Applied Evidence

Primary prevention of VTE spans a spectrum

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Cancer increases risks of VTE and bleeding

Cancer increases VTE risk > 6-fold31; metastases, chemotherapy, and radiotherapy further increase risk. Cancer also greatly increases the risk of bleeding: Cancer patients with VTE have an annual major bleeding rate ≥ 20%.32 Guidelines do not recommend primary VTE prophylaxis for cancer, although American Society of Clinical Oncology guidelines discuss consideration of prophylaxis for select, high-risk patients,33,34 including those with multiple myeloma, metastatic gastrointestinal cancer, or metastatic brain cancer.31,34 Recent evidence (discussed in a moment) supports the use of apixaban for primary VTE prevention during chemotherapy for high-risk cancer.

The Khorana Risk Score (TABLE 435,36) for VTE was developed and validated for use in patients with solid cancer35: A score of 2 conveys nearly a 10% risk of VTE over 6 months.36 A recent study of 550 cancer patients with a Khorana score of ≥ 2—the first evidence of risk-guided primary VTE prevention in cancer—showed that primary prophylaxis with 2.5 mg of apixaban, bid, reduced the risk of VTE (NNT = 17); however, the number needed to harm (for major bleeding) was 59.37 Mortality was not changed with apixaban treatment.37

Khorana Risk Score for venous thromboembolism in patients with cancer

Primary VTE prevention in med-surg hospitalizations

The risk of VTE increases significantly during hospitalization, although not enough to justify universal prophylaxis. Recommended prevention strategies for different classes of hospitalized patients are summarized below.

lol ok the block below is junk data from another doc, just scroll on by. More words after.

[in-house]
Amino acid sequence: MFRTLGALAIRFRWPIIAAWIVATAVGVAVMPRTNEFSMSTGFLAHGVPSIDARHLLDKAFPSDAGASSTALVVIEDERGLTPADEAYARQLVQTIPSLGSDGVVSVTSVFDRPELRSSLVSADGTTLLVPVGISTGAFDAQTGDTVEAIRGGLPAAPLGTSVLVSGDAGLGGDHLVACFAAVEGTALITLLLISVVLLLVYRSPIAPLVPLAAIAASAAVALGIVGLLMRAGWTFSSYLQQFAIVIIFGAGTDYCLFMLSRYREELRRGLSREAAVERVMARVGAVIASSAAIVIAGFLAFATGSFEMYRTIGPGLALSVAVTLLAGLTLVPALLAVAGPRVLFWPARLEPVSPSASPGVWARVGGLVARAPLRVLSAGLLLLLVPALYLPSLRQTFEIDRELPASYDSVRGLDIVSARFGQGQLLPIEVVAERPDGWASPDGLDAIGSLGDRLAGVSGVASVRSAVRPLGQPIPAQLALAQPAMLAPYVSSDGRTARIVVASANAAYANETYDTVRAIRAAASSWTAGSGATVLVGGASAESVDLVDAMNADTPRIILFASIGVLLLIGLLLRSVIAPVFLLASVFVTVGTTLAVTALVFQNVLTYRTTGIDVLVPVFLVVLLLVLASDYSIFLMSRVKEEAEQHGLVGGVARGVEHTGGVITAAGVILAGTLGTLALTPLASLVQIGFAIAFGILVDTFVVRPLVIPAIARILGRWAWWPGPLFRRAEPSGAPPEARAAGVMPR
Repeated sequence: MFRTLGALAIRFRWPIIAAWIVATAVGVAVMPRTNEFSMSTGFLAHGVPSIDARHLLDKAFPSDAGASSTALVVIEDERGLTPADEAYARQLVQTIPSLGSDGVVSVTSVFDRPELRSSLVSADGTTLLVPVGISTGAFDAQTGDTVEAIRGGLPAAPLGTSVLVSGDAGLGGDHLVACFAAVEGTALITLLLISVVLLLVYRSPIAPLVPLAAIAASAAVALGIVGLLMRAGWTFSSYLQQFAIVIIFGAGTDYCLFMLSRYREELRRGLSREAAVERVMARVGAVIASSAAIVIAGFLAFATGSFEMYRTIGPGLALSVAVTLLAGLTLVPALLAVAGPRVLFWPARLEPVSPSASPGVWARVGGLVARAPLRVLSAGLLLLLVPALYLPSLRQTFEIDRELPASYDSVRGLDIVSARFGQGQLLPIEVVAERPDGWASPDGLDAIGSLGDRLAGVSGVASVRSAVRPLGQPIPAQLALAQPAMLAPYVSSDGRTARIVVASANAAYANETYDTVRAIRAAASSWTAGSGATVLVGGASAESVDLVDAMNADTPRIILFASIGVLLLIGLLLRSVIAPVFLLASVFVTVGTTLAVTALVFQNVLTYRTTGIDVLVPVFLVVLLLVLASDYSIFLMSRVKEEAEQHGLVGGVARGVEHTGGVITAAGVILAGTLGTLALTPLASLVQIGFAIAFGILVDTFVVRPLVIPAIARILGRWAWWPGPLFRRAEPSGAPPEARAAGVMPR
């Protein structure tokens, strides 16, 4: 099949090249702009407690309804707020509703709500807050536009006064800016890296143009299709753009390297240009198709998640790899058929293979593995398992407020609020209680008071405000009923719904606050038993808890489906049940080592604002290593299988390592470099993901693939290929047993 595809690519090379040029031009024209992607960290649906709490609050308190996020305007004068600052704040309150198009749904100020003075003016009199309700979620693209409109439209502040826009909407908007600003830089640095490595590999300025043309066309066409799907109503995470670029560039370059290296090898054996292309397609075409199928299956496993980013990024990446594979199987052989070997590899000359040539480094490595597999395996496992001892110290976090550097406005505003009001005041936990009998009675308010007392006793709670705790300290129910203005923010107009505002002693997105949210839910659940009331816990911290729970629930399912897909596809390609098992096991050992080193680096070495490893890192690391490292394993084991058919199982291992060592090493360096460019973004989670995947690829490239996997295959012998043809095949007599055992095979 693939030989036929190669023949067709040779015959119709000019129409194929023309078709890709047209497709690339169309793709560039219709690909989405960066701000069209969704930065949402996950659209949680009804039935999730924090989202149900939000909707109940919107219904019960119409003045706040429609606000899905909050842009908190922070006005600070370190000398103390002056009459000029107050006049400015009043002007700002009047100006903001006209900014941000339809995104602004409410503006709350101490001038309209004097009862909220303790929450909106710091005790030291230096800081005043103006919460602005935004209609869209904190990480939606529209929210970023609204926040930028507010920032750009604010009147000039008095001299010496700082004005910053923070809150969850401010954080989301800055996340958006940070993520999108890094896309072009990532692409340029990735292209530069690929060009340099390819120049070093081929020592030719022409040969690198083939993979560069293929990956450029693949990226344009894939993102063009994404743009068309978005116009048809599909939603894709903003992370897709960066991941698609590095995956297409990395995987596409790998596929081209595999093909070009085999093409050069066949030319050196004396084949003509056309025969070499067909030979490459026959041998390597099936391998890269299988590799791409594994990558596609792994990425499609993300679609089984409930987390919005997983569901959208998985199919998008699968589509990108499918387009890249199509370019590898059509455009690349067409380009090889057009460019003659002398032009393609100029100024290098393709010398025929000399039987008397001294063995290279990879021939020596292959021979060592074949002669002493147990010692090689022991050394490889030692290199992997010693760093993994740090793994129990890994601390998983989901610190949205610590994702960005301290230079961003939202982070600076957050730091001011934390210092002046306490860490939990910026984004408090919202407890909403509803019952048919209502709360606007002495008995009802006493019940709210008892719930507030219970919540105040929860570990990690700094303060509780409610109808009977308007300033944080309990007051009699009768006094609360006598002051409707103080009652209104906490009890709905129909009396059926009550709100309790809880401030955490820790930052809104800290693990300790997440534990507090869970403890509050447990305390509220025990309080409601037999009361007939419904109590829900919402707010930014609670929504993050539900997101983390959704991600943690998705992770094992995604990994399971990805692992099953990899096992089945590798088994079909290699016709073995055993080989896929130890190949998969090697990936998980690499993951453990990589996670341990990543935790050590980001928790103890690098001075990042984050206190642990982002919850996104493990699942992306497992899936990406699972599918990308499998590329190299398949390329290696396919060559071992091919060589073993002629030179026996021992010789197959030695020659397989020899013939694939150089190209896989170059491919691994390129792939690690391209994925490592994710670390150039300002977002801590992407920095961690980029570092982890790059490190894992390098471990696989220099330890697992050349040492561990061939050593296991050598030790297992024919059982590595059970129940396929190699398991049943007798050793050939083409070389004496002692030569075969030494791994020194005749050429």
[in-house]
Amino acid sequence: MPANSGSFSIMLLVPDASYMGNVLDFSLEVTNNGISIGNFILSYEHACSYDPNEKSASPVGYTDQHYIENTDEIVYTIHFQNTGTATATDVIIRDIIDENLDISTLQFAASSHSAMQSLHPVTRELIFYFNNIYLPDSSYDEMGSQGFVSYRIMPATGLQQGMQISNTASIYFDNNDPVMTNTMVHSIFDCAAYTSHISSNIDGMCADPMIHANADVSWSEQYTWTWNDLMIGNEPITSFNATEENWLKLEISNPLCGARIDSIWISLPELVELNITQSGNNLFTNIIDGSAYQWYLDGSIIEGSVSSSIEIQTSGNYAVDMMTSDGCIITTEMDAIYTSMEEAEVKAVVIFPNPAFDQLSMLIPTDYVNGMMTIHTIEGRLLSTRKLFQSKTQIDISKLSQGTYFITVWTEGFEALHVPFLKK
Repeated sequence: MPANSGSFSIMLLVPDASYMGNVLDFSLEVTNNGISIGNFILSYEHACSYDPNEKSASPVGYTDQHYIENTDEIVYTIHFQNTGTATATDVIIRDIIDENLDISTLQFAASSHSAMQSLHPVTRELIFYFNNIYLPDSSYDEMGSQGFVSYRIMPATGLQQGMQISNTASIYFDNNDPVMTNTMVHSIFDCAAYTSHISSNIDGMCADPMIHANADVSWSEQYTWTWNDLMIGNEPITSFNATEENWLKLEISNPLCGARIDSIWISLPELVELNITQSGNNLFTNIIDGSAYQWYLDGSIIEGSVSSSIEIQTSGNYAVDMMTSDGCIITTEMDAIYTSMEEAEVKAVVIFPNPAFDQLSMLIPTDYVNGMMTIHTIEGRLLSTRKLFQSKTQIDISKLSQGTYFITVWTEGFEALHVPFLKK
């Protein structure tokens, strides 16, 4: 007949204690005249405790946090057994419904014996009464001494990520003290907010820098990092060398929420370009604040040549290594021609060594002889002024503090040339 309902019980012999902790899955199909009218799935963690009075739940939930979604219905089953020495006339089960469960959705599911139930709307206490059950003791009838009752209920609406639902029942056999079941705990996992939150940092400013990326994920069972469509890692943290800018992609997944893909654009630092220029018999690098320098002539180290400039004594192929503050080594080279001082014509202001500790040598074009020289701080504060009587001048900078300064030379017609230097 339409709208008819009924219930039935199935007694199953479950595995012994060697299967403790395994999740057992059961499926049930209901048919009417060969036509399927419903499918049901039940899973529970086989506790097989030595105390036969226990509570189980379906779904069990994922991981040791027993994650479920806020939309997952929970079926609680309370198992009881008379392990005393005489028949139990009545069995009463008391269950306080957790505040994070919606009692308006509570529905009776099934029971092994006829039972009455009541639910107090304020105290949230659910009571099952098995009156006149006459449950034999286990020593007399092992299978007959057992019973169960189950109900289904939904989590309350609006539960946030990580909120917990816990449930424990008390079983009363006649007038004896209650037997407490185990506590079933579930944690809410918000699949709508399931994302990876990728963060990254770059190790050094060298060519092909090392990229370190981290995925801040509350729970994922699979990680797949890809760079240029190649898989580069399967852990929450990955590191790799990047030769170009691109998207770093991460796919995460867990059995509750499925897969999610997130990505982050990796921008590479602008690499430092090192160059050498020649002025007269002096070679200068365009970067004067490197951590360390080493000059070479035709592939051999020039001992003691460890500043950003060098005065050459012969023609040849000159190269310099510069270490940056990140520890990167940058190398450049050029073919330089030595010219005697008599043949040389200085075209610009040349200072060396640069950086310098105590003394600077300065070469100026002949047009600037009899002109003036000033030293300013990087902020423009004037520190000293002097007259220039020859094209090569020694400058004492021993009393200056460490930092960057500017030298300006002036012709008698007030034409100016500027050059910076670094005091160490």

In medically hospitalized patients, risk is stratified with a risk-assessment model. Medically hospitalized patients have, on average, a VTE risk of 1.2%23; 12 risk-assessment models designed to stratify risk were recently compared.38 Two models, the Caprini Score (TABLE 5)39 and the IMPROVE VTE Risk Calculator,40 were best able to identify low-risk patients (negative predictive value, > 99%).38 American Society of Hematology guidelines recommend IMPROVE VTE or the Padua Prediction Score for risk stratification.41 While the Caprini score only designates 11% of eventual VTE cases as low risk, both the IMPROVE VTE and Padua scores miss more than 35% of eventual VTE.38

Caprini Risk Score for nonorthopedic surgery

There is no prospective evidence that weight loss or control of diabetes or hypertension reduces the risk of VTE; smoking cessation does appear to reduce risk.

Because LMWH prophylaxis has been shown to reduce VTE by 40% without increasing the risk of major bleeding, using Caprini should prevent 2 VTEs for every 1000 patients, without an increase in major bleeding and with 13 additional minor bleeding events.42

Continue to: Critically ill patients


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